Phagocytosis of full-length Tau oligomers by Actin-remodeling of activated microglia.
ABSTRACT: BACKGROUND:Alzheimer's disease is associated with the accumulation of intracellular Tau tangles within neurons and extracellular amyloid-? plaques in the brain parenchyma, which altogether results in synaptic loss and neurodegeneration. Extracellular concentrations of oligomers and aggregated proteins initiate microglial activation and convert their state of synaptic surveillance into a destructive inflammatory state. Although Tau oligomers have fleeting nature, they were shown to mediate neurotoxicity and microglial pro-inflammation. Due to the instability of oligomers, in vitro experiments become challenging, and hence, the stability of the full-length Tau oligomers is a major concern. METHODS:In this study, we have prepared and stabilized hTau40WT oligomers, which were purified by size-exclusion chromatography. The formation of the oligomers was confirmed by western blot, thioflavin-S, 8-anilinonaphthaalene-1-sulfonic acid fluorescence, and circular dichroism spectroscopy, which determine the intermolecular cross-? sheet structure and hydrophobicity. The efficiency of N9 microglial cells to phagocytose hTau40WT oligomer and subsequent microglial activation was studied by immunofluorescence microscopy with apotome. The one-way ANOVA was performed for the statistical analysis of fluorometric assay and microscopic analysis. RESULTS:Full-length Tau oligomers were detected in heterogeneous globular structures ranging from 5 to 50?nm as observed by high-resolution transmission electron microscopy, which was further characterized by oligomer-specific A11 antibody. Immunocytochemistry studies for oligomer treatment were evidenced with A11+ Iba1high microglia, suggesting that the phagocytosis of extracellular Tau oligomers leads to microglial activation. Also, the microglia were observed with remodeled filopodia-like actin structures upon the exposure of oligomers and aggregated Tau. CONCLUSION:The peri-membrane polymerization of actin filament and co-localization of Iba1 relate to the microglial movements for phagocytosis. Here, these findings suggest that microglia modified actin cytoskeleton for phagocytosis and rapid clearance of Tau oligomers in Alzheimer's disease condition.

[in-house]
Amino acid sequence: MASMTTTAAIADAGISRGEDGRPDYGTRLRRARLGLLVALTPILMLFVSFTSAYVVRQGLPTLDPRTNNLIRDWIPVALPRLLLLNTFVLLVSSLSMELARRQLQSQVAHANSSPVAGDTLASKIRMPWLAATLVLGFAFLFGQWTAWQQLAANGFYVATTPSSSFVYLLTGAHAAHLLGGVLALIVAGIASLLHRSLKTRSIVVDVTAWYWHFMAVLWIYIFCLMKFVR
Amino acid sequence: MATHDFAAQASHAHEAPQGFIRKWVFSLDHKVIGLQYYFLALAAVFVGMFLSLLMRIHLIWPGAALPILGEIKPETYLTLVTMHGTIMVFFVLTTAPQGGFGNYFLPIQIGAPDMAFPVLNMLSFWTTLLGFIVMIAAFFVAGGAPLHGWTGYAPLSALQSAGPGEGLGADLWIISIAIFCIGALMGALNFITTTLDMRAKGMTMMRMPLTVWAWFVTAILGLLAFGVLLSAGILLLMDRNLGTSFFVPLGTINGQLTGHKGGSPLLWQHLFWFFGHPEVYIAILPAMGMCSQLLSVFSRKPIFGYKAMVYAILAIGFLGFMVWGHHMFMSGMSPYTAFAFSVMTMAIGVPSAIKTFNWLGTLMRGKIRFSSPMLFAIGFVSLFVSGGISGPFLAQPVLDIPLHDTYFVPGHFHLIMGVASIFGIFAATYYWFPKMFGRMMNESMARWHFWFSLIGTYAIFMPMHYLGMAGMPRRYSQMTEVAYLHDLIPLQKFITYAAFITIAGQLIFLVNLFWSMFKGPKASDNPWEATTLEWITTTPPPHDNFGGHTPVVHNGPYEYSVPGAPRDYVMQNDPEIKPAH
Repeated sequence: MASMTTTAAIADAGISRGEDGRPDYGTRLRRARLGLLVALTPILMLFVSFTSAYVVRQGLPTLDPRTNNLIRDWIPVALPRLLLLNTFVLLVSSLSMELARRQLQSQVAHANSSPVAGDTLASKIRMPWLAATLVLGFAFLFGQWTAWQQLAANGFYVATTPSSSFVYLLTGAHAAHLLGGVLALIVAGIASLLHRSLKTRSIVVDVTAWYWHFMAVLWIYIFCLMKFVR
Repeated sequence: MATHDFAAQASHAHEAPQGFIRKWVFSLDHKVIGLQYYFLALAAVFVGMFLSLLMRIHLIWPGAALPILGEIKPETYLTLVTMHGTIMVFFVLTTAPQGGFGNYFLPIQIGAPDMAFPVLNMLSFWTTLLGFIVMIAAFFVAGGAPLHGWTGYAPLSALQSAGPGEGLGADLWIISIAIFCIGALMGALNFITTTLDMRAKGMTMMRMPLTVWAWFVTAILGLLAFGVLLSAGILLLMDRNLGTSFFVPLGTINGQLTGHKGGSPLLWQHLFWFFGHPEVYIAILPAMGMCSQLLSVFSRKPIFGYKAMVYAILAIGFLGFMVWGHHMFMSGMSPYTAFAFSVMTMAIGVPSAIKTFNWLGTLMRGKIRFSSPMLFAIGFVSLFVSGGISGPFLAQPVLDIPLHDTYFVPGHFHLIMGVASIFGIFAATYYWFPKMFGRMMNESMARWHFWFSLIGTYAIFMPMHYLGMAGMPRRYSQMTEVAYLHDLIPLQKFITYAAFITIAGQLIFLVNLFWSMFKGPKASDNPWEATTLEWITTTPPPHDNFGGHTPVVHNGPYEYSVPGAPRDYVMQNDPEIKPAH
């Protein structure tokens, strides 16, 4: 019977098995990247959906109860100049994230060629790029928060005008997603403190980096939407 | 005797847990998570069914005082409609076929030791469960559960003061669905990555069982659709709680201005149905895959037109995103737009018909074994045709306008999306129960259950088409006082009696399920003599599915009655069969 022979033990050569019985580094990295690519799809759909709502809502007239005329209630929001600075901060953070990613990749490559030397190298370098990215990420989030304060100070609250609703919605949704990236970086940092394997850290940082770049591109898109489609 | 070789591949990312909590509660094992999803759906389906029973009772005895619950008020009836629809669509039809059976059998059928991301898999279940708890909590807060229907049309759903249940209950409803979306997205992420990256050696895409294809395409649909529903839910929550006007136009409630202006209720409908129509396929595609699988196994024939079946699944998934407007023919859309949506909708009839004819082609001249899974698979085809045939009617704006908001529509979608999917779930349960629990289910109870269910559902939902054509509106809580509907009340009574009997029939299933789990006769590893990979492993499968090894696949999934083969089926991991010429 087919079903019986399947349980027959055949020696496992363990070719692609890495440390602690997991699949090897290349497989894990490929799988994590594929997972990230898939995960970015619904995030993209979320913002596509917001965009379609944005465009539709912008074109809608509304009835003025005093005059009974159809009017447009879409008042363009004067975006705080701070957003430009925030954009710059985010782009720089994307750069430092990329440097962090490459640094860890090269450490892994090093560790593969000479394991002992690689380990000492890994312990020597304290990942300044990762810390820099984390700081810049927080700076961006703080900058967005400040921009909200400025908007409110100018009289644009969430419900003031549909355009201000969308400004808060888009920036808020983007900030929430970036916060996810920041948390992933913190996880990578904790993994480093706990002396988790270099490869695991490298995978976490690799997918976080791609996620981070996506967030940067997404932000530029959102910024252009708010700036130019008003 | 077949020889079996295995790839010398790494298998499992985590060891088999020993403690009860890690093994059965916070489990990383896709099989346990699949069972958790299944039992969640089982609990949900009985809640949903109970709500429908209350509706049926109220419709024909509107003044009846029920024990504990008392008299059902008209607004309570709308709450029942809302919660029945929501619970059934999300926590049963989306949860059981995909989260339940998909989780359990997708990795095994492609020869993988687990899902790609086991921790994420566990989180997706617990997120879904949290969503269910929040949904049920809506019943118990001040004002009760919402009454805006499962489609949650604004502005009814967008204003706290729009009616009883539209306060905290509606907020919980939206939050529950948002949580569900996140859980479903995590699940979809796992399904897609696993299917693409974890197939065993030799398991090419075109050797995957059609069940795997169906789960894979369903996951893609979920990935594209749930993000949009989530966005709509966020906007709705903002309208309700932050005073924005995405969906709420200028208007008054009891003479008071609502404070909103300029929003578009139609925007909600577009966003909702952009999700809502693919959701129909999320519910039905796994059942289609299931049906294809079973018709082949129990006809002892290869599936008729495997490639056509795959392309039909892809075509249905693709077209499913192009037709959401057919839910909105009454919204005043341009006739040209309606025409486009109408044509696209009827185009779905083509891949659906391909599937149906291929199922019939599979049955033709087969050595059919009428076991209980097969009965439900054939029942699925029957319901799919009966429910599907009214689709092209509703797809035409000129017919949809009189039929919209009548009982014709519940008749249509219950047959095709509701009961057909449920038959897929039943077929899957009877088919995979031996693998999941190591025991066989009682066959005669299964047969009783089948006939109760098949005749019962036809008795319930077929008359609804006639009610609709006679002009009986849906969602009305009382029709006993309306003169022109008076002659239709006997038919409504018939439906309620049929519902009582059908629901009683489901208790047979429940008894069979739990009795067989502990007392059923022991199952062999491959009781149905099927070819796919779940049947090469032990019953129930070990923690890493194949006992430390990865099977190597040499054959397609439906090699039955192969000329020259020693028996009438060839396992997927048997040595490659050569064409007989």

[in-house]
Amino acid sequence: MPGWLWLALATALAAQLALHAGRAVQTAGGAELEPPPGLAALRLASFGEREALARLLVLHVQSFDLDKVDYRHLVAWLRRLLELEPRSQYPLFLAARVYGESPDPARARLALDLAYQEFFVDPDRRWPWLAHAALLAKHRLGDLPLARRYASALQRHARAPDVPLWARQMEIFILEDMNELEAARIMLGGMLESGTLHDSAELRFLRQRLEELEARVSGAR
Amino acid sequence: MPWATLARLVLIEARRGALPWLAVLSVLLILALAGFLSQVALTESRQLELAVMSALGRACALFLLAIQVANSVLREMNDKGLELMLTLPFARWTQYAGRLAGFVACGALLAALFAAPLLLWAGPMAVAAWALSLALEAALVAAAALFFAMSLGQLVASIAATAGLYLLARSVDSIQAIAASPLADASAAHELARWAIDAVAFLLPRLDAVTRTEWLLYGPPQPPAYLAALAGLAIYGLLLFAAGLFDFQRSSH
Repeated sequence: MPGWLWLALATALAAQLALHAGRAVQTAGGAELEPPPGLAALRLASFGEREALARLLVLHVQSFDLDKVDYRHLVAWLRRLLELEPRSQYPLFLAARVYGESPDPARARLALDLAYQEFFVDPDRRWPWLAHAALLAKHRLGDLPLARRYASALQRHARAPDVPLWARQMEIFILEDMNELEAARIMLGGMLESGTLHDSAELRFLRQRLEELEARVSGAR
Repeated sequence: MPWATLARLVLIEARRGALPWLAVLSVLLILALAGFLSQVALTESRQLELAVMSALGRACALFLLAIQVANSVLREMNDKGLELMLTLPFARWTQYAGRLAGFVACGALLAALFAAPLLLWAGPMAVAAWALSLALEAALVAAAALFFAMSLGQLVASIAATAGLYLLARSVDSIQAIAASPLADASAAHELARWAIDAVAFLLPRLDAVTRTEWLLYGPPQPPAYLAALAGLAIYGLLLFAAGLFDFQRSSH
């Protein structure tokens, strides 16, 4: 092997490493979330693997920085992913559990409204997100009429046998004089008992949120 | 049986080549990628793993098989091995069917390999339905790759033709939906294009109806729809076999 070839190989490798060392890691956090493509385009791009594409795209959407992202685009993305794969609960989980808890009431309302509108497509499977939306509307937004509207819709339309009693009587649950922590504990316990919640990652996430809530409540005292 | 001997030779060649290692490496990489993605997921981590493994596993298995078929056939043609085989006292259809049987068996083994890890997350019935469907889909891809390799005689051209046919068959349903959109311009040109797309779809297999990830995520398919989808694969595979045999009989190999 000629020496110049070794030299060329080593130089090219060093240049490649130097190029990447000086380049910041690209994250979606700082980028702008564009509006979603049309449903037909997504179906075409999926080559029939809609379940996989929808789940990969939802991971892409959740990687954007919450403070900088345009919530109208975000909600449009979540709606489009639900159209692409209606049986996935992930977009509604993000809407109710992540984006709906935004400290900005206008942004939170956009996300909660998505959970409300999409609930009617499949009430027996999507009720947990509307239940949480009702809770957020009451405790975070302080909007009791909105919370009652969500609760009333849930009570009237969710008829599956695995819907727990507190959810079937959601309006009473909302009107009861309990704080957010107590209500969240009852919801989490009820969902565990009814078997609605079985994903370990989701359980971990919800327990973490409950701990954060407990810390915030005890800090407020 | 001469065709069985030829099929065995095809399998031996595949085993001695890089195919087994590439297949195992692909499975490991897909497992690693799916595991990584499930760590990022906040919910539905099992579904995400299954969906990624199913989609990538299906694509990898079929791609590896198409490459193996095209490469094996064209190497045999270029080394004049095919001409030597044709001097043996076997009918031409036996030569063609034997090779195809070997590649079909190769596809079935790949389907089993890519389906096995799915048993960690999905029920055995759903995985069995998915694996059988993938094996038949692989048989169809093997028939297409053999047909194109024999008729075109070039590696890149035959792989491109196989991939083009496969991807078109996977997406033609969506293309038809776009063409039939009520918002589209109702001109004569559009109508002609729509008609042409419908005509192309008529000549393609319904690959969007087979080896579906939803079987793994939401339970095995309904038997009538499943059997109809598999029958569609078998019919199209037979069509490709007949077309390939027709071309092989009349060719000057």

PROVIDER: S-EPMC6950897 | BioStudies |